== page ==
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Per stirpes (/ /; "by branch") is a legal term in Latin. An estate of a decedent is distributed per stirpes if each branch of the family is to receive an equal share of an estate. When the heir in the first generation of a branch predeceased the decedent, the share that would have been given to the heir would be distributed among the heir's issue in equal shares. It may also be known as right of representation distribution, and differs from distribution per capita, as members of the same generation may inherit different amounts.
Example 1A: The testator A, specifies in his will that his estate is to be divided among his descendants in equal shares per stirpes. A has three children, B, C, and D. B is already dead, but has left two children (grandchildren of A), B1 and B2. When A's will is executed, under a distribution per stirpes, C and D each receive one-third of the estate, and B1 and B2 each receive one-sixth. B1 and B2 constitute one "branch" of the family, and collectively receive a share equal to the shares received by C and D as branches (figure 1).
Example 1B: If grandchild B1 had predeceased A, leaving two children B1a and B1b, and grandchild B2 had also died leaving three children B2a, B2b and B2c, then distribution per stirpes would give one-third each to C and D, one-twelfth each to B1a and B1b, who would constitute a branch, and one-eighteenth each to B2a, B2b and B2c. Thus, the B, C, and D branches receive equal shares of the whole estate, the B1 and B2 branches receive equal shares of the B branch's share, B1a and B1b receive equal shares of the B1 branch's share, and B2a, B2b and B2c receive equal shares of the B2 branch's share.
Per capita at each generation
Per capita at each generation is an alternative way of distribution, where heirs of the same generation will each receive the same amount. The estate is divided into equal shares at the generation closest to the deceased with surviving heirs. The number of shares is equal to the number of original members either surviving or with surviving descendants. Each surviving heir of that generation gets a share. The remainder is then equally divided among the next-generation descendants of the deceased descendants in the same manner.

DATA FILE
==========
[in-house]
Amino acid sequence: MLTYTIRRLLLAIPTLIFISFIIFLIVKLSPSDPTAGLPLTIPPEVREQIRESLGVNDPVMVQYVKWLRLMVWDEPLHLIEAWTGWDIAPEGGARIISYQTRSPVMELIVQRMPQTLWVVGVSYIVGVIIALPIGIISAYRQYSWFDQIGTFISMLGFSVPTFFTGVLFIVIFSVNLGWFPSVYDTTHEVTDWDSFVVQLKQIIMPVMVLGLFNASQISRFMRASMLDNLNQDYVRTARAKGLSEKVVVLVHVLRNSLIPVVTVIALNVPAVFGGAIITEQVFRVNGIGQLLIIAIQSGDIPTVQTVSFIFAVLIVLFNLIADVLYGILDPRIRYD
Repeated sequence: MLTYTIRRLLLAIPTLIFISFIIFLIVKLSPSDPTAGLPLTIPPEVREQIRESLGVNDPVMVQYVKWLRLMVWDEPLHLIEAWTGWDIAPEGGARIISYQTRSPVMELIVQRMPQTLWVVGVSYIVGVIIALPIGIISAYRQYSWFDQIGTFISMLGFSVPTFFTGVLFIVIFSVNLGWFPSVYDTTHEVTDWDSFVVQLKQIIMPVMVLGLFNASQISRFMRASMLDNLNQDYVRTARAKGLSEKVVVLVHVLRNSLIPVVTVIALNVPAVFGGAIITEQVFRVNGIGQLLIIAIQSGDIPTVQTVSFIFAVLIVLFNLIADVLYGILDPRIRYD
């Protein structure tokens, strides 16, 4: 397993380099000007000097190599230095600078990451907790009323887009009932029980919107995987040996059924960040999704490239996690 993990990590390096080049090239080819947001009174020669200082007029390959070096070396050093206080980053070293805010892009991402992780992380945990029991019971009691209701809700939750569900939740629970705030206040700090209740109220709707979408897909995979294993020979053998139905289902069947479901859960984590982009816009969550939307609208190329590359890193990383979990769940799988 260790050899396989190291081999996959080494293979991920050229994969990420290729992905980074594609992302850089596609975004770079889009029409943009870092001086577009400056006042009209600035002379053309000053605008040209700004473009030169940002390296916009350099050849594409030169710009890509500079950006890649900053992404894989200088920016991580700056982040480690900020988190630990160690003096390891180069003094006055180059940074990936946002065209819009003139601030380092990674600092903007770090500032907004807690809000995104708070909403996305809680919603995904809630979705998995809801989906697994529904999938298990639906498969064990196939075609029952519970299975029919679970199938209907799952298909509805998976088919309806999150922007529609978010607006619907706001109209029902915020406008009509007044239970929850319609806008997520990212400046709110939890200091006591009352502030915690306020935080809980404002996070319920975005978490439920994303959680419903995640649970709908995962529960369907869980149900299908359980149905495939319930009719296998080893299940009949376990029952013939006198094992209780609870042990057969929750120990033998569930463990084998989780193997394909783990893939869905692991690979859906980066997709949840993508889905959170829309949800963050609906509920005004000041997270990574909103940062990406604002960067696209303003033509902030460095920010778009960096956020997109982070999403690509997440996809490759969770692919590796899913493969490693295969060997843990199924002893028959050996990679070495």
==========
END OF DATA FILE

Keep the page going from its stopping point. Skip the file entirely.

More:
Example 2A: In the first example, children C and D survive, so the estate is divided at their generation. There were three children, so each surviving child receives one-third. The remainder - B's share - is then divided in the same manner among B's surviving descendants. The result is the same as under per stirpes because B's one-third is distributed to B1 and B2 (one-sixth to each).
Example 2B: The per capita and per stirpes results would differ if D also pre-deceased with one child, D1 (figure 2). Under per stirpes, B1 and B2 would each receive one-sixth (half of B's one-third share), and D1 would receive one-third (all of D's one-third share). Under per capita, the two-thirds remaining after C 's one-third share was taken would be divided equally among all three children of B and D. Each would receive two-ninths: B1, B2, and D1 would all receive two-ninths.
- To give the effect indicated in these examples the clause should also include a provision that no beneficiary being a grandchild or remoter descendant will take a share if his or her parent is alive and takes a share.
- The spouses of the children (that is, spouses of B, C, and D) are not considered. Spouses are not a part of the branch. Therefore, even if B, C, or D died leaving a spouse as well as children, all (100%) of the assets pass to the children and (0%) nothing passes to the spouses of A's children B, C, and D. From the example above, if A's child B died before A's death, A's grandchildren B1 and B2 would each receive half of B's share. Even if B had a living spouse at the time of A's death, that person would receive nothing from A's estate.
At least in one state, New York, a statute modified this definition. Under New York law, the number of branches is determined by reference to the generation nearest the testator which has a surviving descendant. Thus, in the first example, if C and D also are already dead, and each left one child, named (respectively and appropriately) C1 and D1, then each of B1, B2, C1 and D1 would receive one quarter of the estate. This method is actually applied by the states of Alaska, Arizona, Colorado, Hawaii, Maine, Michigan, New Jersey, New Mexico, New York, North Carolina, Ohio, Oklahoma, Utah, and West Virginia.
- Henry Campbell Black. "Black's Law Dictionary". 2nd Edition. West Publishing. Retrieved 10 December 2012.